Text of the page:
An investigative reporter phoned David Love today concerning the delayed opening of what the Church of Scientology is calling “Advanced Organization Saint Hill Canada.” In 2009, the international Scientology organization purchased the former Hockley Highlands resort and is renovating it to accommodate its national administrative office, currently located in Toronto.
The massive complex, which consists of 196 acres of land and about 160,000 sq. ft. of building space, will have the capability to hold “several hundred” guests and will require 200 staff members to operate.
To date, however, no trucks or vans have been seen going in or out of the new retreat to indicate that renovations have begun — only a few bags of garbage have sporadically appeared at the roadside.
Another lame-duck Scientology purchase in Montreal has been sitting idle, with no funds to renovate the La Patrie building, which is located at 182 St. Catherine Street East and was acquired in 2007 for 4.25 million dollars.
According to Scientologist Jean Larivière in 2009, “When we bought the building, we thought it was going to be a piece of cake.” However, the recession and the $4-million Ideal Org that was under renovation in Quebec City tapped local Scientologists dry. Larivière said the Montreal Church, like many others in North America, relies almost exclusively on donations, which means the Montreal Ideal Org will have to wait, but that was in 2009.
David Love filmed the idle new org earlier in 2012, and the only activity appears to be space rented out to an art exhibit appropriately entitled “Under Pressure.” Given Scientology’s charitable tax exemptions for property and school taxes, this raises question about whether the revenue this generates should be taxed.
Tracey Lindeman reported the following in 2009:
“Mike Kropveld, who founded Info-Sect in 1980 in Montreal to help inform those curious or concerned about new religious movements, states ‘I’d say Scientology is one of the most controversial religious groups, to say the least.’
“Founded in the mid-1970s, the Montreal Church of Scientology doesn’t keep formal membership records, although Larivière pegs membership at around 1,000 active Scientologists. However, Kropveld says he suspects the number is a little inflated, citing the 1991 Statistics Canada census, which estimated there were 1,220 Scientologists in the entire country, with 210 in Quebec. In 2001, Statistics Canada estimated there were 1,525 nationwide, with 300 in the province. While times have changed, Kropveld ‘would be surprised if 1,000 people [in Montreal] considered themselves Scientologists.’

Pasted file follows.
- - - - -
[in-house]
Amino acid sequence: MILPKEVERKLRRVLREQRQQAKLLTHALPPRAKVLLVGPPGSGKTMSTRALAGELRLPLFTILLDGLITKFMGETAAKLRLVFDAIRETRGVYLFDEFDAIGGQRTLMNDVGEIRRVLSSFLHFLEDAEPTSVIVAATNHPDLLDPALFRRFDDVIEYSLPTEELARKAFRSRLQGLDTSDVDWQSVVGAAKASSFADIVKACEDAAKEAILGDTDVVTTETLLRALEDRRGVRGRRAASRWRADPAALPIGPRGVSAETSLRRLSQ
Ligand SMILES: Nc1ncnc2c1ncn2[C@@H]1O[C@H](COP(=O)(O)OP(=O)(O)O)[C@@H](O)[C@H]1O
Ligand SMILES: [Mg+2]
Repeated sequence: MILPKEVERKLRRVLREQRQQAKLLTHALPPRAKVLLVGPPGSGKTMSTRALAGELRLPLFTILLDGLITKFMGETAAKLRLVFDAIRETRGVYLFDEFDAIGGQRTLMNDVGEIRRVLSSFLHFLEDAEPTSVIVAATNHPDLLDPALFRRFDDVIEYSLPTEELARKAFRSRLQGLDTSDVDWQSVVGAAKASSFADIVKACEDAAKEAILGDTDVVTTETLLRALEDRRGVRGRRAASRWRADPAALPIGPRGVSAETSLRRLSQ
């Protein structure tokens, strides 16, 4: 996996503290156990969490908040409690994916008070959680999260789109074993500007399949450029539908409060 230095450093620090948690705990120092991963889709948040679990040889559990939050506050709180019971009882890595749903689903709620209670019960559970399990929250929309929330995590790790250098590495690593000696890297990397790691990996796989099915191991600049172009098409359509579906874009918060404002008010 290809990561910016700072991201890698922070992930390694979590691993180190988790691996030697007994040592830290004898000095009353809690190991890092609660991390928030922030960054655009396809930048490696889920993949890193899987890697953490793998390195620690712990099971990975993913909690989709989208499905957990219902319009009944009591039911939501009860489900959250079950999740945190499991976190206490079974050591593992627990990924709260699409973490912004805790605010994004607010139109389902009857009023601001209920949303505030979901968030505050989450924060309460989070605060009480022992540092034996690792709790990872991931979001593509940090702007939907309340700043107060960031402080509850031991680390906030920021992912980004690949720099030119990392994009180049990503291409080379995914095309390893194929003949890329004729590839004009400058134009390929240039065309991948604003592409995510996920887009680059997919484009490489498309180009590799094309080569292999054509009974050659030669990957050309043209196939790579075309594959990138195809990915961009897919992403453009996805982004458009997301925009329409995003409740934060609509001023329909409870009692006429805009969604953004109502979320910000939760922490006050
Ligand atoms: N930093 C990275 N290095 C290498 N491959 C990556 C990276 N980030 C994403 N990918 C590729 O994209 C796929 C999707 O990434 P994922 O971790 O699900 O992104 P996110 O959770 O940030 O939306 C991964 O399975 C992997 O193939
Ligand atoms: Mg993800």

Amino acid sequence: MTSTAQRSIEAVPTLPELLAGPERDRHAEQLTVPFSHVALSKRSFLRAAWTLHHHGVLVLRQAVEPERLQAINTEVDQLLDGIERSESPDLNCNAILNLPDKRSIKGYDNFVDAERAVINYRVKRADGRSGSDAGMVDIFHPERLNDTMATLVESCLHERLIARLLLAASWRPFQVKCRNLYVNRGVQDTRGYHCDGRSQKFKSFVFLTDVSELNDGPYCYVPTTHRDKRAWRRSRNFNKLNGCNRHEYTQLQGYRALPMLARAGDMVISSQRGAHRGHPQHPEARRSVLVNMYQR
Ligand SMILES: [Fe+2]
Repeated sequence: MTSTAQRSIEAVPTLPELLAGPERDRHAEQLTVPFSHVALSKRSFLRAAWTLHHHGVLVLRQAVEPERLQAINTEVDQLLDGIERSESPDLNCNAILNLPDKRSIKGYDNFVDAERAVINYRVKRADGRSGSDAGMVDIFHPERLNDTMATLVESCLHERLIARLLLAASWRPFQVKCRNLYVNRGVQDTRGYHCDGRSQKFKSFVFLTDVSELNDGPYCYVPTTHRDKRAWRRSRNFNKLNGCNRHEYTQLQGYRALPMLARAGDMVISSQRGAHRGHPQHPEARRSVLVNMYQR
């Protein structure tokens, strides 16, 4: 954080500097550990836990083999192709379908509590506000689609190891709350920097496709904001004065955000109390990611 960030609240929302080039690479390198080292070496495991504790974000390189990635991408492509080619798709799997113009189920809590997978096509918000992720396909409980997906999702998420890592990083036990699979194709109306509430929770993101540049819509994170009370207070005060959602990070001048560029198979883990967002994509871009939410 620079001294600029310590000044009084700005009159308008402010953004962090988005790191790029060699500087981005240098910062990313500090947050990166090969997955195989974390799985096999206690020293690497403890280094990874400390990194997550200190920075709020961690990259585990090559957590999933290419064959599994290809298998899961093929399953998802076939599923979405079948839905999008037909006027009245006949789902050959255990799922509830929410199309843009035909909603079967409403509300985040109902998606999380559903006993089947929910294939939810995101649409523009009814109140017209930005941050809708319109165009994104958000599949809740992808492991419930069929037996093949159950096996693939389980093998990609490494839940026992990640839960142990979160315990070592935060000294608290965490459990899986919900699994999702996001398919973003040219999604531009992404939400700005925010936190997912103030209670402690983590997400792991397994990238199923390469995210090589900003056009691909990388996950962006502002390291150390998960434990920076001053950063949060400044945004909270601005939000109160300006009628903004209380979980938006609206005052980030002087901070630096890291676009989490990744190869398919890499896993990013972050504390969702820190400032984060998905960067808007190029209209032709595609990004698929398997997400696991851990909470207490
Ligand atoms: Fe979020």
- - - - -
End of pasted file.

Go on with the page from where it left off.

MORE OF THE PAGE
“’They claim they have more members, but we highly doubt that,’” says Montreal Anonymous chapter member Richard Rols. He says that asking a group of fewer than 1,000 people for $10-million is a tad unrealistic: ’It doesn’t add up.’”
Adam Holland, an ex-Sea ORG member from Toronto who has been declared a Suppressive Person, states that the Narconon Trois-Rivières Scientology rehab in Quebec was one of the largest revenue generators for Scientology in Canada. In April 2012, the Quebec Ministry of Health and Social Services forced the Scientology rehab to shut down immediately — citing numerous practices that were dangerous to patients.
Narconon had a capacity to treat up to 100 patients at $30,000 each, with a stay for each patient of approximately 3-5 months. Since the annual revenue potential was up to nine million dollars, its loss was obviously a devastating blow to Scientology’s pocket books.
Indeed, Scientology appears to be having many difficulties on a global scale, with several recent lawsuits following numerous patient deaths at the Narconon Arrowhead Scientology rehab in Oklahoma and other litigation, undoubtedly depleting Scientology’s legal war chest at an ever increasing rate.
Also, several Quebec Human Rights cases against Narconon, Scientology, ABLE International, and David Miscavige have been filed by multiple complainants and are moving forward. Another drain on Scientology resources.
Once touted at millions of parishioners world-wide, Scientology’s following is now estimated at about 40,000 globally — a clear indication of another cult in failing mode.
David Edgar Love